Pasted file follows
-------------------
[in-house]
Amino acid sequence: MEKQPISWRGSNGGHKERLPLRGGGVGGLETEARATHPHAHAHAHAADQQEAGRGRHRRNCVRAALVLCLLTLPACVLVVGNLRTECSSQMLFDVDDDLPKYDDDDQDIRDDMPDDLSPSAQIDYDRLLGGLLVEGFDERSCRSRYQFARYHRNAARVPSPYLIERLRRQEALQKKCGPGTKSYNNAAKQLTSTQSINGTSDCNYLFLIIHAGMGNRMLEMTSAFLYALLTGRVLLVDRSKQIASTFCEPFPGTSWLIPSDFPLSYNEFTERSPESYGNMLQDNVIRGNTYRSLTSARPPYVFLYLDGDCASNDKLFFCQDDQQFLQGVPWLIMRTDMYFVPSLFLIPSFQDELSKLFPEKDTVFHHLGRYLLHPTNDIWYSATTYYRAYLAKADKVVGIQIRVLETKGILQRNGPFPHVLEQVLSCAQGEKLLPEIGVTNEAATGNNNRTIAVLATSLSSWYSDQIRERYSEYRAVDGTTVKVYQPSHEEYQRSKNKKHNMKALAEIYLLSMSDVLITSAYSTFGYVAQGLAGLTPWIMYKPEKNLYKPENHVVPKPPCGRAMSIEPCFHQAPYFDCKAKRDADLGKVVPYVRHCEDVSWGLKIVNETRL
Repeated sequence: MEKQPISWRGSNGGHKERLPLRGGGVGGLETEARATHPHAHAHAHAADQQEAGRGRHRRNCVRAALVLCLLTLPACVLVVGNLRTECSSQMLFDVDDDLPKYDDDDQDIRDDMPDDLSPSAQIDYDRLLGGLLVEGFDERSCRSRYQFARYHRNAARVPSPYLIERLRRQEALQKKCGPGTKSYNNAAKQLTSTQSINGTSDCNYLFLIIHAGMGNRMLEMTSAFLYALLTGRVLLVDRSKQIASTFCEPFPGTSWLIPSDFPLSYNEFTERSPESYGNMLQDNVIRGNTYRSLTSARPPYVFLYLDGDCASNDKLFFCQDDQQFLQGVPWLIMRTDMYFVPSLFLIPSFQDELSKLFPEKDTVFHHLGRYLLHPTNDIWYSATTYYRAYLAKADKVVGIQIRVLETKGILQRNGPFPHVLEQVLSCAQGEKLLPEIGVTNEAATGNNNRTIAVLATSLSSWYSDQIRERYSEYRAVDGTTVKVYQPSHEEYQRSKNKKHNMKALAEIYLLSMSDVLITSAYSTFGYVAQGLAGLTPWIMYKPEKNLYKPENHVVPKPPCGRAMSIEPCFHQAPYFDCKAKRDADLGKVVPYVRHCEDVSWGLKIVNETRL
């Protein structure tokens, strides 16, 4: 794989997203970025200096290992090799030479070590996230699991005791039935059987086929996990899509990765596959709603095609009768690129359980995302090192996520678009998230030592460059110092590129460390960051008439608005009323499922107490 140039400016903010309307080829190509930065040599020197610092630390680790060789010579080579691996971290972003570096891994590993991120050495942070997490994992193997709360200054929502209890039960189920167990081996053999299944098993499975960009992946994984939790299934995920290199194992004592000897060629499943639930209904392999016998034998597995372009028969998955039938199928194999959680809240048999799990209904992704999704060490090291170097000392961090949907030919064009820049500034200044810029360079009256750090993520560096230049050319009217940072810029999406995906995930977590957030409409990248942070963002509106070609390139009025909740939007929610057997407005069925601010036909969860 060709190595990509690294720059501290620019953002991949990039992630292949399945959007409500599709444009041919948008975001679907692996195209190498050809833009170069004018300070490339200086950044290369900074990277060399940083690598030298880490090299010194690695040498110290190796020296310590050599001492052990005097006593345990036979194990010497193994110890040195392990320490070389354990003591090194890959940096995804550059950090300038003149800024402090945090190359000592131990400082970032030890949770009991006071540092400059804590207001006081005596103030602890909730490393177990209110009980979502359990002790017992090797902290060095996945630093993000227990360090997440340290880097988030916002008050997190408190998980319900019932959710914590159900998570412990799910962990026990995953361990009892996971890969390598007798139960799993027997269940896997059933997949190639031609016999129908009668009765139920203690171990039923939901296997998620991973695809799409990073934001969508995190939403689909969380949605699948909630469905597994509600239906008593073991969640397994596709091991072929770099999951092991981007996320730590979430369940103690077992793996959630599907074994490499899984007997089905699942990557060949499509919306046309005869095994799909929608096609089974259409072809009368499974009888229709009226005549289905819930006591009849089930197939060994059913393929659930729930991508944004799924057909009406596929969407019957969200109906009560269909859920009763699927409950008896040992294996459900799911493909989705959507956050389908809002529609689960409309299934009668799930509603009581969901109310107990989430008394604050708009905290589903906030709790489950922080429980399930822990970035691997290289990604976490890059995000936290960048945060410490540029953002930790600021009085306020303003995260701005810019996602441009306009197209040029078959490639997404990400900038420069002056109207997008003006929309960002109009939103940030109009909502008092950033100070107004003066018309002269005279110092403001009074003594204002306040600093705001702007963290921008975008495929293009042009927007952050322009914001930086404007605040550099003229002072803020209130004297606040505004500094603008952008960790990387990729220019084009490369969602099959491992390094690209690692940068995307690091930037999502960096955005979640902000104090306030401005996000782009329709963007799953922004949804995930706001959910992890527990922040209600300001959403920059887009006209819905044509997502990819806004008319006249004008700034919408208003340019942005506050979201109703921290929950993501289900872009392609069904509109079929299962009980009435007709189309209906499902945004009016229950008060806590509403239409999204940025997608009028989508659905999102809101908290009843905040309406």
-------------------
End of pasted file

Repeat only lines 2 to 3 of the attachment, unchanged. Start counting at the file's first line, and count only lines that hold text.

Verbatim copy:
Amino acid sequence: MEKQPISWRGSNGGHKERLPLRGGGVGGLETEARATHPHAHAHAHAADQQEAGRGRHRRNCVRAALVLCLLTLPACVLVVGNLRTECSSQMLFDVDDDLPKYDDDDQDIRDDMPDDLSPSAQIDYDRLLGGLLVEGFDERSCRSRYQFARYHRNAARVPSPYLIERLRRQEALQKKCGPGTKSYNNAAKQLTSTQSINGTSDCNYLFLIIHAGMGNRMLEMTSAFLYALLTGRVLLVDRSKQIASTFCEPFPGTSWLIPSDFPLSYNEFTERSPESYGNMLQDNVIRGNTYRSLTSARPPYVFLYLDGDCASNDKLFFCQDDQQFLQGVPWLIMRTDMYFVPSLFLIPSFQDELSKLFPEKDTVFHHLGRYLLHPTNDIWYSATTYYRAYLAKADKVVGIQIRVLETKGILQRNGPFPHVLEQVLSCAQGEKLLPEIGVTNEAATGNNNRTIAVLATSLSSWYSDQIRERYSEYRAVDGTTVKVYQPSHEEYQRSKNKKHNMKALAEIYLLSMSDVLITSAYSTFGYVAQGLAGLTPWIMYKPEKNLYKPENHVVPKPPCGRAMSIEPCFHQAPYFDCKAKRDADLGKVVPYVRHCEDVSWGLKIVNETRL
Repeated sequence: MEKQPISWRGSNGGHKERLPLRGGGVGGLETEARATHPHAHAHAHAADQQEAGRGRHRRNCVRAALVLCLLTLPACVLVVGNLRTECSSQMLFDVDDDLPKYDDDDQDIRDDMPDDLSPSAQIDYDRLLGGLLVEGFDERSCRSRYQFARYHRNAARVPSPYLIERLRRQEALQKKCGPGTKSYNNAAKQLTSTQSINGTSDCNYLFLIIHAGMGNRMLEMTSAFLYALLTGRVLLVDRSKQIASTFCEPFPGTSWLIPSDFPLSYNEFTERSPESYGNMLQDNVIRGNTYRSLTSARPPYVFLYLDGDCASNDKLFFCQDDQQFLQGVPWLIMRTDMYFVPSLFLIPSFQDELSKLFPEKDTVFHHLGRYLLHPTNDIWYSATTYYRAYLAKADKVVGIQIRVLETKGILQRNGPFPHVLEQVLSCAQGEKLLPEIGVTNEAATGNNNRTIAVLATSLSSWYSDQIRERYSEYRAVDGTTVKVYQPSHEEYQRSKNKKHNMKALAEIYLLSMSDVLITSAYSTFGYVAQGLAGLTPWIMYKPEKNLYKPENHVVPKPPCGRAMSIEPCFHQAPYFDCKAKRDADLGKVVPYVRHCEDVSWGLKIVNETRL